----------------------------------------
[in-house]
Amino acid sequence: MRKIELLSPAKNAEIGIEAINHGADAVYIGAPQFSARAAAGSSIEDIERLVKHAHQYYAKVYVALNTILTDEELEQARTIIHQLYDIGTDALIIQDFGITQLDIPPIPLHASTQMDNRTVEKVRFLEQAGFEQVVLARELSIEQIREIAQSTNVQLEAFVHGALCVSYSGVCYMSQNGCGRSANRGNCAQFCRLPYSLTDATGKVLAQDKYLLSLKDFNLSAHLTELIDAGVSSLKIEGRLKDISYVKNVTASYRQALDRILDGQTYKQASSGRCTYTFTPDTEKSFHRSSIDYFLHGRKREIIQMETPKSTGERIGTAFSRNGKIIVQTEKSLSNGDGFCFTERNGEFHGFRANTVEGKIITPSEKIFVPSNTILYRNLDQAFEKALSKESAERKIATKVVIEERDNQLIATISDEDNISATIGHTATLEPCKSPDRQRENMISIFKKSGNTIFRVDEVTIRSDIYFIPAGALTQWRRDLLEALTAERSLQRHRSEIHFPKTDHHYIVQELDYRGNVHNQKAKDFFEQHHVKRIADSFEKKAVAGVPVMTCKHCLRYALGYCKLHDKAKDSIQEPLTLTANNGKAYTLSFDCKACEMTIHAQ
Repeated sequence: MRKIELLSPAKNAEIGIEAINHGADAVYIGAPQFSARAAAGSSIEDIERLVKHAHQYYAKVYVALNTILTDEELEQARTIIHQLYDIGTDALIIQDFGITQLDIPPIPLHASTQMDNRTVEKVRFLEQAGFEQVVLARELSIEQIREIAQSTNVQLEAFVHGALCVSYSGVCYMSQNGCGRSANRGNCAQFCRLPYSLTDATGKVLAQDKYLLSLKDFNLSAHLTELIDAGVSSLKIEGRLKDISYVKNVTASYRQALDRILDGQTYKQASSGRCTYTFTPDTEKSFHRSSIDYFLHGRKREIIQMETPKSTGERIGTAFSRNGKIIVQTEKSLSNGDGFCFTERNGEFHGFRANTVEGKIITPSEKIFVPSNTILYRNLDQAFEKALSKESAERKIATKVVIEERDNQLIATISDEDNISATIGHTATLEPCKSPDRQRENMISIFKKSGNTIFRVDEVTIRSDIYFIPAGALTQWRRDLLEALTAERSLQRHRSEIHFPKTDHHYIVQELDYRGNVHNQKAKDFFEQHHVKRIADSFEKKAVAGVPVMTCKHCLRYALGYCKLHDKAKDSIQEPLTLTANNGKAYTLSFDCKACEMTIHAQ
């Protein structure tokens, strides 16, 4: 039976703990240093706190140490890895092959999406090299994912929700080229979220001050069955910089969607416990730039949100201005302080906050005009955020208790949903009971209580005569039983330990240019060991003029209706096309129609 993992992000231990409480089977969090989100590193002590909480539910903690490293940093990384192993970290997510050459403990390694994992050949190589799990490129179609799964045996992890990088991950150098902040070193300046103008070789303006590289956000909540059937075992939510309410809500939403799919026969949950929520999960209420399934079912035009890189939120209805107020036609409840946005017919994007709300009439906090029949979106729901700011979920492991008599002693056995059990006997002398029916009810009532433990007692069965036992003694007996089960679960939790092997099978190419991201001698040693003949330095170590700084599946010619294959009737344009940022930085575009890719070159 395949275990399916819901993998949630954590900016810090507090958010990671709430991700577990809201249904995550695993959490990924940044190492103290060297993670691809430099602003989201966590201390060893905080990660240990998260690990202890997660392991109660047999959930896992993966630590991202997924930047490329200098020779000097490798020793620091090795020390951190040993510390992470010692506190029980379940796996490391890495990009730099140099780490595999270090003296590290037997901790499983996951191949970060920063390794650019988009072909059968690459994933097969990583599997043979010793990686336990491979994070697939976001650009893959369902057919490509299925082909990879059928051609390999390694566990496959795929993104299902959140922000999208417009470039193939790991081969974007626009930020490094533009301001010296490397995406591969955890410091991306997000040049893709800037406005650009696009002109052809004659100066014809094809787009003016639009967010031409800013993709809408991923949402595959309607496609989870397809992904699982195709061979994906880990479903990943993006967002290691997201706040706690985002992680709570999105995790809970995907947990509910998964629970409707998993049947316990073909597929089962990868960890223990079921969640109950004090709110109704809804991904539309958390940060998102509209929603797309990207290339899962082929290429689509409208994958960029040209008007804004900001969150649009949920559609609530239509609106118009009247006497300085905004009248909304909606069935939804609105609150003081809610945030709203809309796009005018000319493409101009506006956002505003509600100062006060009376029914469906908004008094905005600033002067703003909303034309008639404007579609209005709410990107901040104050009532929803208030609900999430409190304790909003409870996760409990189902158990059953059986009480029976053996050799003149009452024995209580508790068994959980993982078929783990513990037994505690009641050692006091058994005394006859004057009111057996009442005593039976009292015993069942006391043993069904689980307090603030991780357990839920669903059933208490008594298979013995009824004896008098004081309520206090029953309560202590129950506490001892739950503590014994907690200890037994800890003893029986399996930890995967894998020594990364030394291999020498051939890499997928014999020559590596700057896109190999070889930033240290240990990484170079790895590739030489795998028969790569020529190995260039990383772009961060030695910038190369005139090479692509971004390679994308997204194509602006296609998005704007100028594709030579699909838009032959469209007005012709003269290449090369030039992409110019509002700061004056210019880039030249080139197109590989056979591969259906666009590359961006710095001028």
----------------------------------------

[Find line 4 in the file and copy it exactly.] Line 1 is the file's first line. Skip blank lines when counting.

């Protein structure tokens, strides 16, 4: 039976703990240093706190140490890895092959999406090299994912929700080229979220001050069955910089969607416990730039949100201005302080906050005009955020208790949903009971209580005569039983330990240019060991003029209706096309129609 993992992000231990409480089977969090989100590193002590909480539910903690490293940093990384192993970290997510050459403990390694994992050949190589799990490129179609799964045996992890990088991950150098902040070193300046103008070789303006590289956000909540059937075992939510309410809500939403799919026969949950929520999960209420399934079912035009890189939120209805107020036609409840946005017919994007709300009439906090029949979106729901700011979920492991008599002693056995059990006997002398029916009810009532433990007692069965036992003694007996089960679960939790092997099978190419991201001698040693003949330095170590700084599946010619294959009737344009940022930085575009890719070159 395949275990399916819901993998949630954590900016810090507090958010990671709430991700577990809201249904995550695993959490990924940044190492103290060297993670691809430099602003989201966590201390060893905080990660240990998260690990202890997660392991109660047999959930896992993966630590991202997924930047490329200098020779000097490798020793620091090795020390951190040993510390992470010692506190029980379940796996490391890495990009730099140099780490595999270090003296590290037997901790499983996951191949970060920063390794650019988009072909059968690459994933097969990583599997043979010793990686336990491979994070697939976001650009893959369902057919490509299925082909990879059928051609390999390694566990496959795929993104299902959140922000999208417009470039193939790991081969974007626009930020490094533009301001010296490397995406591969955890410091991306997000040049893709800037406005650009696009002109052809004659100066014809094809787009003016639009967010031409800013993709809408991923949402595959309607496609989870397809992904699982195709061979994906880990479903990943993006967002290691997201706040706690985002992680709570999105995790809970995907947990509910998964629970409707998993049947316990073909597929089962990868960890223990079921969640109950004090709110109704809804991904539309958390940060998102509209929603797309990207290339899962082929290429689509409208994958960029040209008007804004900001969150649009949920559609609530239509609106118009009247006497300085905004009248909304909606069935939804609105609150003081809610945030709203809309796009005018000319493409101009506006956002505003509600100062006060009376029914469906908004008094905005600033002067703003909303034309008639404007579609209005709410990107901040104050009532929803208030609900999430409190304790909003409870996760409990189902158990059953059986009480029976053996050799003149009452024995209580508790068994959980993982078929783990513990037994505690009641050692006091058994005394006859004057009111057996009442005593039976009292015993069942006391043993069904689980307090603030991780357990839920669903059933208490008594298979013995009824004896008098004081309520206090029953309560202590129950506490001892739950503590014994907690200890037994800890003893029986399996930890995967894998020594990364030394291999020498051939890499997928014999020559590596700057896109190999070889930033240290240990990484170079790895590739030489795998028969790569020529190995260039990383772009961060030695910038190369005139090479692509971004390679994308997204194509602006296609998005704007100028594709030579699909838009032959469209007005012709003269290449090369030039992409110019509002700061004056210019880039030249080139197109590989056979591969259906666009590359961006710095001028």